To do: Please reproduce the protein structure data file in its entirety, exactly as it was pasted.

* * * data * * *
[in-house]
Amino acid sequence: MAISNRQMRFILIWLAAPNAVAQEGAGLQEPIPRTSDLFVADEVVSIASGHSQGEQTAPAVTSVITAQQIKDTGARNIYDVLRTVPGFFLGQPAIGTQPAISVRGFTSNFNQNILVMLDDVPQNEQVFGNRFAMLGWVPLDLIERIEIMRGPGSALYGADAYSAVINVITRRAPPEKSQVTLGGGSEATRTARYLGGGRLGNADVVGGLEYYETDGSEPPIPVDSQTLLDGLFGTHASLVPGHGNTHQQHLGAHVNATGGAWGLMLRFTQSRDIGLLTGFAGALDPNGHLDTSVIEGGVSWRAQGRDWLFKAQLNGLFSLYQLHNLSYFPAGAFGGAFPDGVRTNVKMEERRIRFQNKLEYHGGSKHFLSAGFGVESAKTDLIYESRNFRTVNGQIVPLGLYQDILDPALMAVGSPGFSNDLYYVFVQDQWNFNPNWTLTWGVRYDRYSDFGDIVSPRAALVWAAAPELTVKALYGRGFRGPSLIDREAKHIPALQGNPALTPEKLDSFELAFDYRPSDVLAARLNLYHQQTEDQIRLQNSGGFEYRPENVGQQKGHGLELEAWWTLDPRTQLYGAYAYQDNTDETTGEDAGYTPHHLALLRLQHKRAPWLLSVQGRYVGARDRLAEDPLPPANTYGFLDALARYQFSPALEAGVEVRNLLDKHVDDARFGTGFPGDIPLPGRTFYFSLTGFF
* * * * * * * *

[in-house]
Amino acid sequence: MAISNRQMRFILIWLAAPNAVAQEGAGLQEPIPRTSDLFVADEVVSIASGHSQGEQTAPAVTSVITAQQIKDTGARNIYDVLRTVPGFFLGQPAIGTQPAISVRGFTSNFNQNILVMLDDVPQNEQVFGNRFAMLGWVPLDLIERIEIMRGPGSALYGADAYSAVINVITRRAPPEKSQVTLGGGSEATRTARYLGGGRLGNADVVGGLEYYETDGSEPPIPVDSQTLLDGLFGTHASLVPGHGNTHQQHLGAHVNATGGAWGLMLRFTQSRDIGLLTGFAGALDPNGHLDTSVIEGGVSWRAQGRDWLFKAQLNGLFSLYQLHNLSYFPAGAFGGAFPDGVRTNVKMEERRIRFQNKLEYHGGSKHFLSAGFGVESAKTDLIYESRNFRTVNGQIVPLGLYQDILDPALMAVGSPGFSNDLYYVFVQDQWNFNPNWTLTWGVRYDRYSDFGDIVSPRAALVWAAAPELTVKALYGRGFRGPSLIDREAKHIPALQGNPALTPEKLDSFELAFDYRPSDVLAARLNLYHQQTEDQIRLQNSGGFEYRPENVGQQKGHGLELEAWWTLDPRTQLYGAYAYQDNTDETTGEDAGYTPHHLALLRLQHKRAPWLLSVQGRYVGARDRLAEDPLPPANTYGFLDALARYQFSPALEAGVEVRNLLDKHVDDARFGTGFPGDIPLPGRTFYFSLTGFF